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they can afford to, to show that they also want to, to be more economically involved to date. and all of that very much related one to the other young process, the se, asia expert joining us from london. thank you so much for your time, and thanks for having me. the, let's turn now to ukraine, buildings and bridges destroyed farmland, tons of battlefields and ports blocked from exporting grain and goods. ukraine's economy is in ruins, as a result of russia's invasion, and he desperately needs money to pay salaries, finance, public services, maintain infrastructure, president, audi muse, lensky appealed to well need. is that the? well, jeff nomic for him and doubles to increase funding and help rebuild his shattered country after the war ends. the european union has pledged more than $10000000000.00 and financial. it's just 24 hours after the u canyon president made his appeal. the group of 7 leading economy. so g 7 has pledged almost $20000000000.00. while the u. s. approved an additional $40000000000.00 and
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military humanitarian and economic aid, bringing the total u. s. assistance to ukraine's almost 54000000000 dollars this year. that's the largest package of foreign aid passed by congress and at least 2 decades. but the ukrainian government estimates the country needs an additional 5000000000 dollars each month to cover essential services and pay for the salary. the well, bank says the economy is set to shrink by as much as 45 percent this year. now you can export $4500000.00 tons of agricultural produce per month, but grant exports have more than half of this month. customers, revenue, the significant part of the government's tax take. it also crashed to around a quarter of their pre war level. the direct damage to ukraine's infrastructure alone is estimated at more than $94000000000.00. and the overall reconstruction effort is expected to cost. at least 600000000000. now, in addition to the aid packages, the u. s also says it will suspend tariffs on ukrainian steel for one year,
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citing the damage that russia and ukraine has done to the industry. ukraine is the 13th largest steel producer and exploits at least 80 percent of its production. and the you will lift import duties on ukrainian goods, including industrial and agricultural products for a year. well, joining us now from london, is it again? yes, lip service. she is a senior economist at oxford economics. again, you thank you for joining us on counting the cost today. it really feels like ukraine's economy in itself has become a bit of a frontline of its own. what you're reading is how kids is handling things. well indeed, yeah, ukraine striking the war on, on all fronts. military social, economic, the economy has constructed by about 45 percent in the 1st month, which is well, basically nearly housing. and there are signs, however, that the economy is adjusting since then. so from april on awards, and there are signs of economies just thing and some regions have been liberated,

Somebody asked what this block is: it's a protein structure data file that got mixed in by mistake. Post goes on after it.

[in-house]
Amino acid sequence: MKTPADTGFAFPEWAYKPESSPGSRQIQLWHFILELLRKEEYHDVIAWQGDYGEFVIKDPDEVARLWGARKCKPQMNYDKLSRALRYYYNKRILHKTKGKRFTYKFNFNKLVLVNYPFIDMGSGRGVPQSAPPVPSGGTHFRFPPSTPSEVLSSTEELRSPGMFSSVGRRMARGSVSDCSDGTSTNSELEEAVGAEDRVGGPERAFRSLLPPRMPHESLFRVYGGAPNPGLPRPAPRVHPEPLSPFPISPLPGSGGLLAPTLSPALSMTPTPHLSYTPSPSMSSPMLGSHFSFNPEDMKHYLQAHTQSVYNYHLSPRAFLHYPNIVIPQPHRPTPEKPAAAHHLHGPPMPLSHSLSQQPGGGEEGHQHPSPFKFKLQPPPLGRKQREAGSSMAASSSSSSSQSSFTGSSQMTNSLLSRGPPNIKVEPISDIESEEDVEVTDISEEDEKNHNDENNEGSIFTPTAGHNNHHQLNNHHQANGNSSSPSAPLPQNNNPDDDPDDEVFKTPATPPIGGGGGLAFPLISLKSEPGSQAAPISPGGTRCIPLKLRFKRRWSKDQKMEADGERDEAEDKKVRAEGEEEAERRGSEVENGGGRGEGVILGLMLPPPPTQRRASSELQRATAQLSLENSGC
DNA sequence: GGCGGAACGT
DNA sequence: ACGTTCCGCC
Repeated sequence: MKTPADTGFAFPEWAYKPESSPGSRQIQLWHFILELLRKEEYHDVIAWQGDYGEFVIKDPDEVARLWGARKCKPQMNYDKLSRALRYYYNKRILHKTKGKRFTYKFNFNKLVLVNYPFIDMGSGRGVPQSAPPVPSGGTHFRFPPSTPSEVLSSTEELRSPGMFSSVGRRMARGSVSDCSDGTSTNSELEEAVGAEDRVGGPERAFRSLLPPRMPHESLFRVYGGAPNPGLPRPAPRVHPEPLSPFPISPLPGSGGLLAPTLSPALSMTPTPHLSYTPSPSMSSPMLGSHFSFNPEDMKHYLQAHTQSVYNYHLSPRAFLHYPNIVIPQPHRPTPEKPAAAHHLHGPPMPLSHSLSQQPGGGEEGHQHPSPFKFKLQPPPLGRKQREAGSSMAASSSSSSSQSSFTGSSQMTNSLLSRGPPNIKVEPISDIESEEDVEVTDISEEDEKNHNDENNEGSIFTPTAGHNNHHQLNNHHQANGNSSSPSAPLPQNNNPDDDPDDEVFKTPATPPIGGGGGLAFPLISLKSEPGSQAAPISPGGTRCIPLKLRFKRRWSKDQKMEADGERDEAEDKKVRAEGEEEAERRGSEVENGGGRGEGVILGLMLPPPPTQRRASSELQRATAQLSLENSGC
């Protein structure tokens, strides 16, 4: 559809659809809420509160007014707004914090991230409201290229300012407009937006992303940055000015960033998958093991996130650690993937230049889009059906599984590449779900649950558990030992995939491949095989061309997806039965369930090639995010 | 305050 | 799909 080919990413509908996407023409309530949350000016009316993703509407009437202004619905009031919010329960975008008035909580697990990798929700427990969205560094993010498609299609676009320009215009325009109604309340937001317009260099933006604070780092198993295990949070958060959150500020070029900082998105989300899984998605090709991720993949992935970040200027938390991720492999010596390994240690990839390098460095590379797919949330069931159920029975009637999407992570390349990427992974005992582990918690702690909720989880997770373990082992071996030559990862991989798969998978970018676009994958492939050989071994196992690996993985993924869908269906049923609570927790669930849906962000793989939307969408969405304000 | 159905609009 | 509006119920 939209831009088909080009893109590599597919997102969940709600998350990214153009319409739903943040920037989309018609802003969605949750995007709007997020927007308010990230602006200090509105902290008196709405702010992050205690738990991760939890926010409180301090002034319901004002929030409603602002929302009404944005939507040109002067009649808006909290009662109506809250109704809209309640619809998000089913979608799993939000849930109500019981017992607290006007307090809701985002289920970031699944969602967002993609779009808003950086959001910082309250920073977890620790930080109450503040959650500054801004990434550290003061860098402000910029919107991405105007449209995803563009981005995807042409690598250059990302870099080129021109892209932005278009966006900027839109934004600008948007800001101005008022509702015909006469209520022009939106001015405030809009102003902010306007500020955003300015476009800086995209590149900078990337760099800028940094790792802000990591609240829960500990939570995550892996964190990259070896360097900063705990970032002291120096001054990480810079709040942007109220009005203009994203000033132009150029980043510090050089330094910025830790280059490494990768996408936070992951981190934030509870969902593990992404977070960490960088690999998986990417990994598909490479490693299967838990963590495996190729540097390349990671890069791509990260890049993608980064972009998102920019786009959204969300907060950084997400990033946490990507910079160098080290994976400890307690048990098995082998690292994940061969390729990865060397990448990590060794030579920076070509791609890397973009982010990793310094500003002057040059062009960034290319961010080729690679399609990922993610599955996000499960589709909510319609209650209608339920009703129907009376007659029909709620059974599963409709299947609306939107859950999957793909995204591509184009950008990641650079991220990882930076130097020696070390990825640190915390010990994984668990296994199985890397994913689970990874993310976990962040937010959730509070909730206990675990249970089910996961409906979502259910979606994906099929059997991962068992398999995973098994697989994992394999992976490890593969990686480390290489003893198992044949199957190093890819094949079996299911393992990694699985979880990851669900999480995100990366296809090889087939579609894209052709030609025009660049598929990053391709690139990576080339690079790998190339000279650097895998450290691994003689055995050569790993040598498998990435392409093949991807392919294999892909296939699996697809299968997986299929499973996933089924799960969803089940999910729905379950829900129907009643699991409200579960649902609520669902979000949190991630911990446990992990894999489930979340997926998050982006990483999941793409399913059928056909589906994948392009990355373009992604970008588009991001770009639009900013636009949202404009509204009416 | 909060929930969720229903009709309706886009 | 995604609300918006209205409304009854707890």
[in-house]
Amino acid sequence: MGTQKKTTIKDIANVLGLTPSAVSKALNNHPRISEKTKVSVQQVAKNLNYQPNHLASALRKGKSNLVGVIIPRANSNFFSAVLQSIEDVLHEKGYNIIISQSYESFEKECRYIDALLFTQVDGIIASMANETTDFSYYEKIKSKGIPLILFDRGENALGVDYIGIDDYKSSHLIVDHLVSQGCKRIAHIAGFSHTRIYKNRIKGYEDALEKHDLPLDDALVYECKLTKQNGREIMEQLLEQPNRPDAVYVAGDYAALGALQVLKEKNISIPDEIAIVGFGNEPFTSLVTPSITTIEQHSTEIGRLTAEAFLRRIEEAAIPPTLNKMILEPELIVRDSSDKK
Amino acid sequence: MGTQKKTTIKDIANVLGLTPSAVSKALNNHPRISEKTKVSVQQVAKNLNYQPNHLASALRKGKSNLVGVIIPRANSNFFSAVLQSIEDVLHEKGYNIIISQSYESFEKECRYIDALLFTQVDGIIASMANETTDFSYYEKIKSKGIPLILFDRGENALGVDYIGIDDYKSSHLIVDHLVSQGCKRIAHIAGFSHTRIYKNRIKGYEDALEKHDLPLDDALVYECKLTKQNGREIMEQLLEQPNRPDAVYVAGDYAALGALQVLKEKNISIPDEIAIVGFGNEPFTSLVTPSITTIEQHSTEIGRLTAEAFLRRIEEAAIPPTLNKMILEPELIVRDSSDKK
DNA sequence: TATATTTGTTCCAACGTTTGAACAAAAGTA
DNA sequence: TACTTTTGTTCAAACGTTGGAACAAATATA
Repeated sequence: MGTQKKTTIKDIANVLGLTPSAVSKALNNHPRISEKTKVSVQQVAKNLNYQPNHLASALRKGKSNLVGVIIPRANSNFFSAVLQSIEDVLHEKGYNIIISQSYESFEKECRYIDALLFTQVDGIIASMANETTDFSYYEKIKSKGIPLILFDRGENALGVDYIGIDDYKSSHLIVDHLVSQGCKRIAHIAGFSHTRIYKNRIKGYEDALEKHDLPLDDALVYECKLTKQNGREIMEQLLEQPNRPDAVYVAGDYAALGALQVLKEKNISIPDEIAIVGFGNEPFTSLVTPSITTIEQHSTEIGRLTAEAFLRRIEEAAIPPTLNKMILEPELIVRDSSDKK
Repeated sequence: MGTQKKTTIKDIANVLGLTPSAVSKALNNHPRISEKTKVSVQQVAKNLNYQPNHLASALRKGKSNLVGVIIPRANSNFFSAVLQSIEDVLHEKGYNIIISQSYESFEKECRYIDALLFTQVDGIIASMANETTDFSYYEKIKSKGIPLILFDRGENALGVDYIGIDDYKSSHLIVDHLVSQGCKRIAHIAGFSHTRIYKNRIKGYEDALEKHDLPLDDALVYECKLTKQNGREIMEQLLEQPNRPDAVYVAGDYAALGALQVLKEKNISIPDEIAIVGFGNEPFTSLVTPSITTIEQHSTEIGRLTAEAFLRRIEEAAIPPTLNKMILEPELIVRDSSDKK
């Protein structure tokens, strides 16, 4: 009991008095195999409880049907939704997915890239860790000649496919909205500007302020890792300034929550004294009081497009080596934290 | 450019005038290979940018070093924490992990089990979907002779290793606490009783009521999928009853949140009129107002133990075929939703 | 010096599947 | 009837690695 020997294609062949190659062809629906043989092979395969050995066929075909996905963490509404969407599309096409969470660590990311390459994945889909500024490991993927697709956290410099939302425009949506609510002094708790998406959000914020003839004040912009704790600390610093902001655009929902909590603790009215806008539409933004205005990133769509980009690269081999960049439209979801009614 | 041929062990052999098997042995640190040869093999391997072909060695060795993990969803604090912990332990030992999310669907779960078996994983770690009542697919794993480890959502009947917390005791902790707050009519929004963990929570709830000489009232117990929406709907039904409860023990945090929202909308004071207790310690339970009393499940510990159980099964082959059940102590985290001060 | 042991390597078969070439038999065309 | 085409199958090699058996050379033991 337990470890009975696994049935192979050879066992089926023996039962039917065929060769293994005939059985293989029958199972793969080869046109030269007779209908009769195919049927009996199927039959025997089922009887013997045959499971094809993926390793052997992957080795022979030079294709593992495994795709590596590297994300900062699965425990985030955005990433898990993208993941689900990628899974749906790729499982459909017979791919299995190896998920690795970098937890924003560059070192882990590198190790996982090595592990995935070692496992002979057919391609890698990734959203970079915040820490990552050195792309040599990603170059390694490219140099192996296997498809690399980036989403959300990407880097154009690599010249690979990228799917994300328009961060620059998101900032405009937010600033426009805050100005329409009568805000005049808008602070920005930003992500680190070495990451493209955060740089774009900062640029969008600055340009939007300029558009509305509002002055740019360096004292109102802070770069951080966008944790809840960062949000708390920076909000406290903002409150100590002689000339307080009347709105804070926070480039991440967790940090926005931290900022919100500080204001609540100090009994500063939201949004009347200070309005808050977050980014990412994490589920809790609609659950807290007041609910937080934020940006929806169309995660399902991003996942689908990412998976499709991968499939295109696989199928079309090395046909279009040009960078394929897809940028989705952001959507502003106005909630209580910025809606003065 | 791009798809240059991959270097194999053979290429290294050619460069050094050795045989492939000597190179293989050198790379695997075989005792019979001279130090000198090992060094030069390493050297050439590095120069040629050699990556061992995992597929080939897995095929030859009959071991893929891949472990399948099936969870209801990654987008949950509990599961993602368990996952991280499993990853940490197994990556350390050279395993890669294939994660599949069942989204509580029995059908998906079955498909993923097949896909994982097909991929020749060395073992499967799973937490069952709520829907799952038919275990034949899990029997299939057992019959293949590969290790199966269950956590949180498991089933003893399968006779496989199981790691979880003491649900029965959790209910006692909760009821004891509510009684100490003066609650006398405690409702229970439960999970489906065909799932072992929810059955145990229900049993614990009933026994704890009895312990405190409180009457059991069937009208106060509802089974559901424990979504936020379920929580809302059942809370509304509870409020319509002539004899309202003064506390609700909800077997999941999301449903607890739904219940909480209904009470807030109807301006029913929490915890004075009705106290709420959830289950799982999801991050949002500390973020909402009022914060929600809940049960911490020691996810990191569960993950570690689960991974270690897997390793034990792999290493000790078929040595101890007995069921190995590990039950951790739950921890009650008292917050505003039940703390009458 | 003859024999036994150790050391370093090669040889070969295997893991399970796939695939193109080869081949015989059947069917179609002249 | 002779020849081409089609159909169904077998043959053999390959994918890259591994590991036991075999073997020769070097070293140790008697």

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though usually the military response has been quite remarkable. and they cannot make one as well. both the monetary and fiscal response has been quite professional and unable to stability, financial stability, stability off currency. and, but there are challenges, of course, because there are huge costs involved both weather related to the collapse in revenue, but also the additional expenditures required it required for the width cell. so this estimate of needing what $5000000000.00 every month, just for salary is an essential services. how far will all the aid go? especially given that we don't actually even know how long this wall will last. yeah, that's a very good question and is a big amount of money. i mean, $5000000000.00 the estimate of $5000000000.00 per month includes the fiscal deficit and dead service cost. so it's not just the, you know, that, but the daily costs related to social spending and et cetera,
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but also did that service cost. and it's split around around 3000000000 deficit we've seen so far in about one and a half to 2000000000. that service costs, and in so far the and the mounts that have been pledged by the international community and, and partners are bigger than what has been coming in. and so for example, in march there was 3000000000 in april 2. it's very little. there was less than a 1000000000, and in march in may again. so far there's been a scale up that is about 2800000000 received. but it's certainly short been assured to 5000000000 that is necessary. and as a result the central bank had to switch on the money printing machine, essentially, and monetized are the deficits. and it doesn't like doing that. and it can, it is already putting pressure on the currency and will be potentially decreasing
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inflationary pressures. well, given that the world itself is potentially staring down the barrel of a recession, given the pandemic, given what they've now committed to ukraine at, what's your reading then on whether the west can actually even afford any of this right now? well, i think these amount to certainly of, for the bull, and, you know, we're seeing a lot of numbers in the media like a 40000000000 package from the u. s. or 19000000000 package from the g 7 and 9000000000 from the you. we need to understand that the real cash is much smaller. so from the us, we're speaking about a 1000000000 and it can be stretched over several years, according to the law. again, it's not clear over what period of time you plans to allocate 9000000000 euros. still, you know the amount not as big as we're hearing and it is affordable. and also